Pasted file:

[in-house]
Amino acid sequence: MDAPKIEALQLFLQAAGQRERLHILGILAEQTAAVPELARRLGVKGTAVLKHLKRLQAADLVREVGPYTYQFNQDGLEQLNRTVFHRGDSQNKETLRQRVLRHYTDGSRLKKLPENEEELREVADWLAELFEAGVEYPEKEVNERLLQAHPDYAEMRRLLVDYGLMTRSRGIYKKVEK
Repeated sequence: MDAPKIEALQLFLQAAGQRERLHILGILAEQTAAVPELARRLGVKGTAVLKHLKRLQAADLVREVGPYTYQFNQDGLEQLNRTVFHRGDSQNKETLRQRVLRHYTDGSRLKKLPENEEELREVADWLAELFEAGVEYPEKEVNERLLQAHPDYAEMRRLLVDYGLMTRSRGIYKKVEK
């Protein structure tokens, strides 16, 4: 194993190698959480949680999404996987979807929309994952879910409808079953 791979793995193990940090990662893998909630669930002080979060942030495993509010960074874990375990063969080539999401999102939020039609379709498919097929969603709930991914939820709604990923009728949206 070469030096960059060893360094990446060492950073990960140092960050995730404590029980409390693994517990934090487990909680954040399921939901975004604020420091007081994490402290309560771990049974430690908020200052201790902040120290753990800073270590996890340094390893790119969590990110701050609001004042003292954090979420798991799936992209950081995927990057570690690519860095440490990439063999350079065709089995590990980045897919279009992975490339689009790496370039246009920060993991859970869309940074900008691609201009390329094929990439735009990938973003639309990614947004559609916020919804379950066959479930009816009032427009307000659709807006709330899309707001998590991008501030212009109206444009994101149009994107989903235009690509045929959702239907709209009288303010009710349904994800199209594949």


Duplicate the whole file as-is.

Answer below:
[in-house]
Amino acid sequence: MDAPKIEALQLFLQAAGQRERLHILGILAEQTAAVPELARRLGVKGTAVLKHLKRLQAADLVREVGPYTYQFNQDGLEQLNRTVFHRGDSQNKETLRQRVLRHYTDGSRLKKLPENEEELREVADWLAELFEAGVEYPEKEVNERLLQAHPDYAEMRRLLVDYGLMTRSRGIYKKVEK
Repeated sequence: MDAPKIEALQLFLQAAGQRERLHILGILAEQTAAVPELARRLGVKGTAVLKHLKRLQAADLVREVGPYTYQFNQDGLEQLNRTVFHRGDSQNKETLRQRVLRHYTDGSRLKKLPENEEELREVADWLAELFEAGVEYPEKEVNERLLQAHPDYAEMRRLLVDYGLMTRSRGIYKKVEK
């Protein structure tokens, strides 16, 4: 194993190698959480949680999404996987979807929309994952879910409808079953 791979793995193990940090990662893998909630669930002080979060942030495993509010960074874990375990063969080539999401999102939020039609379709498919097929969603709930991914939820709604990923009728949206 070469030096960059060893360094990446060492950073990960140092960050995730404590029980409390693994517990934090487990909680954040399921939901975004604020420091007081994490402290309560771990049974430690908020200052201790902040120290753990800073270590996890340094390893790119969590990110701050609001004042003292954090979420798991799936992209950081995927990057570690690519860095440490990439063999350079065709089995590990980045897919279009992975490339689009790496370039246009920060993991859970869309940074900008691609201009390329094929990439735009990938973003639309990614947004559609916020919804379950066959479930009816009032427009307000659709807006709330899309707001998590991008501030212009109206444009994101149009994107989903235009690509045929959702239907709209009288303010009710349904994800199209594949």